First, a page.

The Indian government is keenly waiting for positive follow-up actions from its Bangladesh counterpart on rooting out the 66 “transit camps” of the militant groups in the northeast region. A detailed list of the camps and militant groups occupying them had been furnished by S.K. Srivastava, Inspector General of Border Security Force (Assam Frontier), on March 9 at Shillong, during the three-day bi-annual coordination meeting with Brigadier General Habirbul Karim — leader of the Border Guard Bangladesh team.

The Indian government has been maintaining that there were 198 militant-organisation sanctuaries in Bangladesh’s northeast region. Indian intelligence agencies have not agreed with the oversimplification of the Bangladesh government that all northeast militant camps had been closed down.  

In the past, Anup Chetia, a leader of the United Liberation Front of Assam (ULFA), was nabbed and incarcerated. More recently, R.K.Sanayaima, chairman of the United National Liberation Front (UNLF), was nabbed while he was driving a jeep in a locality of Manipuri settlers. The official version was that Sanayaima was arrested along the Indo-Nepal border while he was trying to flee the country.

The army analysis is that foreign sanctuary is one of the factors influencing the armed movement in the northeast region. From the very beginning, the erstwhile East Pakistan had been a safe sanctuary for insurgents from Manipur. Since the 4096-km-long India-Bangladesh border is virtually unpoliced, militants find it comparatively easier to use for safe passage into Bangladesh.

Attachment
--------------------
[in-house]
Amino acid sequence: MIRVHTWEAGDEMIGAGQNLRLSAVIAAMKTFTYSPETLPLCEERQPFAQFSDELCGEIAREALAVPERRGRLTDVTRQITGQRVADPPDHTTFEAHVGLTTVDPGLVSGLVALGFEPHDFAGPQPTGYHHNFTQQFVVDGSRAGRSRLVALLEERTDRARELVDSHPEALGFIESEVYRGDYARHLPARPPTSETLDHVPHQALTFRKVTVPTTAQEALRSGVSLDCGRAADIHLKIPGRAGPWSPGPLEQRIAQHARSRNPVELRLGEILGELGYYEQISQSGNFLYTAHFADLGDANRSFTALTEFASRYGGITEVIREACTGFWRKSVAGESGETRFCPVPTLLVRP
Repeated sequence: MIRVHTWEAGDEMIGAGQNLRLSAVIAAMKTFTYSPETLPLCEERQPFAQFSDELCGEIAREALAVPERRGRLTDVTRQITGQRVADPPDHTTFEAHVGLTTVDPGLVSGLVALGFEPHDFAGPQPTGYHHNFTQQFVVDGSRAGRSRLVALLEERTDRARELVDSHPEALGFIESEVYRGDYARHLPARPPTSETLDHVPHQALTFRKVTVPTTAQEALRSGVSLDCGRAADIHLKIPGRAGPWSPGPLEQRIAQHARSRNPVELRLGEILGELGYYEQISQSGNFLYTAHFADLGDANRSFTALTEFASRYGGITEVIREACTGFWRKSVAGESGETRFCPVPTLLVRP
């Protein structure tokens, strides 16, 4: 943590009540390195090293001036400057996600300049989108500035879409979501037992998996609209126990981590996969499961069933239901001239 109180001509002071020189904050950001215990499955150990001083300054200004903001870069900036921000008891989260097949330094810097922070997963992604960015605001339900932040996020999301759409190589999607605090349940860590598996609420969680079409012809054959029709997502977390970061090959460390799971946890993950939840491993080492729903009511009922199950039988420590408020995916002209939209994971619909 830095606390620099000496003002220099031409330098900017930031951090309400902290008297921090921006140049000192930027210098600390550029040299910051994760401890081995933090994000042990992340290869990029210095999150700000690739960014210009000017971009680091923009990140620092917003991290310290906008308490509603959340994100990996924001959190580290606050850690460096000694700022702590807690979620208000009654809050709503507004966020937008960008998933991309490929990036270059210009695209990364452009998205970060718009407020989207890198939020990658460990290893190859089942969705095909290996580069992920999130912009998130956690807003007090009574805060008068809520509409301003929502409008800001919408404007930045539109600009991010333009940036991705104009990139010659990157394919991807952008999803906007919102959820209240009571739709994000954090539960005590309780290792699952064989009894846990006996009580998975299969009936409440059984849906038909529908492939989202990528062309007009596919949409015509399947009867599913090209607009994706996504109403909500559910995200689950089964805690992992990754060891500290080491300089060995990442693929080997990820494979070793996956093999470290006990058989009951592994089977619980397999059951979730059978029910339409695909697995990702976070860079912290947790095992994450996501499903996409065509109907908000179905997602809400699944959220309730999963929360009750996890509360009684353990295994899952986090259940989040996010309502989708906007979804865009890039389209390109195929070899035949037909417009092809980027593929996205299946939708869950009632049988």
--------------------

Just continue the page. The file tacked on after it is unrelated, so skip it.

According to Indian intelligence, insurgents from the major northeastern underground organizations, including those engaged in the peace process, have camps in Bangladesh and some wanted leaders are bivouacking there.

In the past, insurgents could enter Bangladesh undetected via Tripura. But they had stopped using this short cut following incidents of lynching of militants by Bengali villagers. As a result, they have been using the mountains of Mizoram to enter Assam, Nagaland and Manipur. On one occasion, the army intercepted about 300 insurgents coming back from Bangladesh with weapons, and claimed to have killed several insurgents in the ensuing gun-battle which lasted for several days.

Post the military crackdowns launched by the Bangladeshi Rifles personnel, most of the insurgents have shifted their camps to the no man’s land zone along the Manipur-Myanmar border. It was believed that some mountains in Manipur were used as training camps. But the army had claimed that most of the mountains in Churachandpur and Chandel districts had been cleared of militant camps.

Sources said that Indian intelligence agencies were monitoring army operations to root out these camps in Bangladesh.